There aren't enough staff to do all the work, but the hospital still requires you to document everything you did to prove you did if (even though it was probably done badly or in a hurry, or maybe not at all).

If there were enough staff to do all the work, this level of documentation wouldn't be necessary. With inadequate levels of staffing, it just become an onerous imposition, and saps what little spare time you have.

By the end of your shift if you work flat out, skip your breaks, cut a few corners and don't spend too much time doing any of the niceties for patients (the little chats, extra cups of tea, comforting them if they've had bad news, and so on) you might have just about managed to do all your care and provided decent, if a little basic care for your patients.

If you have managed to squeeze in most of your documentation you might only leave 30-40 minutes late as you tidy up the last bits of paperwork, check you've done all your notes, updated all the care plans, fluid balances, stool charts, repositioning charts and the rest. But if someone became really unwell and you spent 2-3 hours nursing them intensively, you'll probably be staying behind an hour or two to finish notes, as the only time you've really got to work on them is when the next shift has arrived and they can take over all your responsibilities.

How the ‘market’ intensifies nurses workloads

The effects of years of austerity on hospital budgets, combined with the market mechanisms which allocate NHS funding, are also driving the workload up for nurses. Hospitals receive a payment (a tariff) per patient admission. Hospitals facing budget restrictions and reductions in bed numbers are utilising medical and surgical advancements to improve patient care, but also to minimise time as inpatients. This is done to maximise through flow of patients so they can receive as many tariff payments and maximise their income at times of budget restrictions. They do this so they can afford to pay staff and continue to maintain services, but it drives up nurses workload to an unprecedented level. Whereas 15-20 years ago patients would stay on wards for weeks at a time till they were full recovered, now it’s common for patients to be discharged home as soon as they are stable and not acutely unwell, the remainder of their care being carried out in the community.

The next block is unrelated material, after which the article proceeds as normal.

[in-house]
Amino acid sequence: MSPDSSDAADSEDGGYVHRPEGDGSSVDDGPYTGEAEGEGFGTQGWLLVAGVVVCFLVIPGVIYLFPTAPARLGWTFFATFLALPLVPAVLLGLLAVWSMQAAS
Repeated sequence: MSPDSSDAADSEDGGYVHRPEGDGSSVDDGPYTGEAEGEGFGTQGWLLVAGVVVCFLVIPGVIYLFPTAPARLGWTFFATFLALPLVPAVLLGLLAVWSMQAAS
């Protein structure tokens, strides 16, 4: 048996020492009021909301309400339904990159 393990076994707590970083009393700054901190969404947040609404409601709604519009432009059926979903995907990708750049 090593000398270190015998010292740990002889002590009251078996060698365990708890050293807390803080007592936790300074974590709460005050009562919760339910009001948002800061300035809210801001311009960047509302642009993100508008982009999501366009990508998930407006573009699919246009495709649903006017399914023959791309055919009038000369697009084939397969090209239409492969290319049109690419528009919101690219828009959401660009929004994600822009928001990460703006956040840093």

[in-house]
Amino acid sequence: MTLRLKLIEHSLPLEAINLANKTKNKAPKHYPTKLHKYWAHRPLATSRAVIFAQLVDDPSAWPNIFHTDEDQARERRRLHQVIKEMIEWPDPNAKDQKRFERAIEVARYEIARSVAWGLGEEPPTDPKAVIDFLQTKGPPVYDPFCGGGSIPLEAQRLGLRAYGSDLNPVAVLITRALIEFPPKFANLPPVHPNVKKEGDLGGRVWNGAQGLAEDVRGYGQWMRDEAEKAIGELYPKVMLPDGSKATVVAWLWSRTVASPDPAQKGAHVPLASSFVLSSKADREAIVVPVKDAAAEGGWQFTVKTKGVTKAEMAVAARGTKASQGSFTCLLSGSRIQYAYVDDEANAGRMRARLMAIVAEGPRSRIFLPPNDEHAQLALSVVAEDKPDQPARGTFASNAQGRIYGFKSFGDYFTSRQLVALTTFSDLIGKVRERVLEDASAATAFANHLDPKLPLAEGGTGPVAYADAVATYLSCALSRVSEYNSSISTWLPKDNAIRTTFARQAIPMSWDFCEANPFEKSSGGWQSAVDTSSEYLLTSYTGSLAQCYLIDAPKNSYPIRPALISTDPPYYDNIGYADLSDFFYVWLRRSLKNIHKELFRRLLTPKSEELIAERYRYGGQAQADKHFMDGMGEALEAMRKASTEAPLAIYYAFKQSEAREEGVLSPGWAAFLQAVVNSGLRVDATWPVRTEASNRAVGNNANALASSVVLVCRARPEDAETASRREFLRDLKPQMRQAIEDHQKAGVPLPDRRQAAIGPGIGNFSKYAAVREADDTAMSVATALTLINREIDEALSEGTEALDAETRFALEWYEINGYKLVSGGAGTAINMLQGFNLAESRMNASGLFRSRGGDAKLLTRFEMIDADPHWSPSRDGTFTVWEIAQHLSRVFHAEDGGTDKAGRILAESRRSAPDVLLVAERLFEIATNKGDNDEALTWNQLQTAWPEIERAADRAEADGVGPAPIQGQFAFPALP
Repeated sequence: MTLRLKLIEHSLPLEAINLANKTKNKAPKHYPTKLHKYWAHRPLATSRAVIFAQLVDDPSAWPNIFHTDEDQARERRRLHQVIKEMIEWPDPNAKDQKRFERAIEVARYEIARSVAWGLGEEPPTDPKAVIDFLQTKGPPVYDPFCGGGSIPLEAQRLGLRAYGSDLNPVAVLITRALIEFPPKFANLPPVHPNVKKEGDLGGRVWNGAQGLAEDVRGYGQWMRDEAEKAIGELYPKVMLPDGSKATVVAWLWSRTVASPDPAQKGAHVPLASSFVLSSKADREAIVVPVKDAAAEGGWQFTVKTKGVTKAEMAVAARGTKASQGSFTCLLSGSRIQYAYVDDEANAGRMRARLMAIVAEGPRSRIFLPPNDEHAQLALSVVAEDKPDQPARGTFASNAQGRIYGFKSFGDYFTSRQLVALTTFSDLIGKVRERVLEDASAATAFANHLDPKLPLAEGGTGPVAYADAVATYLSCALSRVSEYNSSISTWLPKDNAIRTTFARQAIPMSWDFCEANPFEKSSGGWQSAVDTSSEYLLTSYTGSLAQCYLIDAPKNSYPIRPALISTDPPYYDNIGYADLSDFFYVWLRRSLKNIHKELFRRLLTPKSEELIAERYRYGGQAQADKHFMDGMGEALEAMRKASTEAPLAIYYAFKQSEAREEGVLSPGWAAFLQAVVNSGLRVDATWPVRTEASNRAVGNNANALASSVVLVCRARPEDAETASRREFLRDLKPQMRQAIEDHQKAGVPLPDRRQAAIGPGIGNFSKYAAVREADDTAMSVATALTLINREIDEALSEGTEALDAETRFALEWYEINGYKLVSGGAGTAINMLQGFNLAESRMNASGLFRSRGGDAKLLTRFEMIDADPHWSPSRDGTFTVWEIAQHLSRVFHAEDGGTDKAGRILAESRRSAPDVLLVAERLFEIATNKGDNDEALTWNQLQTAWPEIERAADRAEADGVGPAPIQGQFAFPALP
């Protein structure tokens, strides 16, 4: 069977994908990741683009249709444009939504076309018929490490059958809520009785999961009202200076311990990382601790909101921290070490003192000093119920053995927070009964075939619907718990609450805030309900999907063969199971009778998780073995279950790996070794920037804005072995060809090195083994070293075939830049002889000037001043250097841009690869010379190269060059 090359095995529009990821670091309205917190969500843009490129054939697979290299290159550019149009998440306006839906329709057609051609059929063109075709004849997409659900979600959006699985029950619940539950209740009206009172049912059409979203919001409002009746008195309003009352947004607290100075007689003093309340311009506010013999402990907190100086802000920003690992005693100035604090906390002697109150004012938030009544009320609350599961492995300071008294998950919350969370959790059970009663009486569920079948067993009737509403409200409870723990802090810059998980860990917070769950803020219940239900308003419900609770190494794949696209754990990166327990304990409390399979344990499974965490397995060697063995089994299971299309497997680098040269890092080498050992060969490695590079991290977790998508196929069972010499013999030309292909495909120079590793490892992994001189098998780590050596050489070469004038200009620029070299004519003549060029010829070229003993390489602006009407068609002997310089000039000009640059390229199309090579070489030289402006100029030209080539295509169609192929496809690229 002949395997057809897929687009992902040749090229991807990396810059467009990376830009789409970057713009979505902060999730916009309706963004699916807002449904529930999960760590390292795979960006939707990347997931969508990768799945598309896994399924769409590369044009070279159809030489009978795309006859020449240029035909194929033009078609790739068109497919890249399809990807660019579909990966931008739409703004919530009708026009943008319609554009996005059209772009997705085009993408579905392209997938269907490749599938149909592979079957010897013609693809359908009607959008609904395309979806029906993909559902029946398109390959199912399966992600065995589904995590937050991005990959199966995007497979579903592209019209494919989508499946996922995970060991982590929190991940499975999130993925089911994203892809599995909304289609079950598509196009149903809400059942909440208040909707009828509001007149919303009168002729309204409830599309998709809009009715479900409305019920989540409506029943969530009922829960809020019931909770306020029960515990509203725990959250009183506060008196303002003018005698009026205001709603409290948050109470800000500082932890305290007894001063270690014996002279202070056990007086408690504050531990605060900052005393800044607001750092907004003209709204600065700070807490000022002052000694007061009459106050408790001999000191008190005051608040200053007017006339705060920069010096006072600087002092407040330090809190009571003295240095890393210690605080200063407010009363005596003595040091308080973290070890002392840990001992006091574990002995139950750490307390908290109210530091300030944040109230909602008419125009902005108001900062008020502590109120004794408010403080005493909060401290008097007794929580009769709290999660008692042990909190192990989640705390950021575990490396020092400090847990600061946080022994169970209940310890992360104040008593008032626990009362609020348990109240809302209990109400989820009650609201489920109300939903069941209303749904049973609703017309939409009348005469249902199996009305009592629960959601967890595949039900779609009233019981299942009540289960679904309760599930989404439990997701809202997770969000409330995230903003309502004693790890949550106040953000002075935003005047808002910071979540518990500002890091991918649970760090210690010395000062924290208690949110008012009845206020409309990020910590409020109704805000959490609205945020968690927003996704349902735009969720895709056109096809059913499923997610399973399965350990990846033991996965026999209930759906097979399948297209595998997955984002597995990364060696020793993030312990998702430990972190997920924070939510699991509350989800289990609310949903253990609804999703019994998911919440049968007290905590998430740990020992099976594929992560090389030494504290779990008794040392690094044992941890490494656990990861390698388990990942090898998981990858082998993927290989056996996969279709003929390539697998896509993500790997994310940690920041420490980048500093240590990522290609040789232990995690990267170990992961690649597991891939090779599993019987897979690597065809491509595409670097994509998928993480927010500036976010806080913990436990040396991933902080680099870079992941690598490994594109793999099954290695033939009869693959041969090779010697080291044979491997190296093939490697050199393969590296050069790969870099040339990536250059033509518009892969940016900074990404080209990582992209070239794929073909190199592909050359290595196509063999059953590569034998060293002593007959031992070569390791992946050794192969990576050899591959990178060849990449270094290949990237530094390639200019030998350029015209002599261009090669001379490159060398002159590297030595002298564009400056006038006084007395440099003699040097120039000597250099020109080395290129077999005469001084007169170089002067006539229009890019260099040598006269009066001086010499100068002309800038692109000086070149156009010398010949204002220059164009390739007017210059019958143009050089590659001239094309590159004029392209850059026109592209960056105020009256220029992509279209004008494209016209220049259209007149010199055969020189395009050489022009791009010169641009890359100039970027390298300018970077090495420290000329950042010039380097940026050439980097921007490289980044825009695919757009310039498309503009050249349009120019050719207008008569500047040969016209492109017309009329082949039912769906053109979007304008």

Whereas a nurse used to have a mix of acutely unwell patients, and stable recovering patients requiring minimal care, now every patient a nurse cares for is likely to be acutely unwell, meaning their care needs and the workload for the nurse is at maximum every shift. Such a situation creates a horrendous work environment where nurses work flat out all the time, with no downtime or quiet days. It accelerates burnout, and means newly qualified nurses trying to find their feet and develop their skills and resilience are subject to unimaginable pressures and levels of responsibility that they would not have faced 10-15 years ago.

This is why nurses are leaving, and until it changes, they won't stop leaving.

The simple solution

The only way to improve retention and begin to reverse the outflow of nurses from the NHS is to reduce their workloads to a safe, manageable level. This means more nursing staff on wards and in community services.

There is a remarkably simple policy solution to this which has worked well in other countries; mandatory minimum safe staffing levels, enforced in law. This has been implemented in both Australia and California, in response to concerted protests by nurses and their unions.

There is a consensus for this across nursing unions and the nursing workforce. The RCN, UNISON and Unite all call for mandatory minimum safe staffing levels across NHS wards, and surveys of nurses show 90% in favour.

What is stopping the government adoption of this policy is the impediment it would pose to cutting and privatising the NHS, and the demand it would create for increased funding to pay for the staffing. But it is absolutely necessary if we are going to see the continued functioning of the NHS, and the survival of nursing as a viable profession. For this reason all nurses and their unions have to become more active and aggressive in campaigning on this issue, for the wellbeing of ourselves, our patients and the NHS.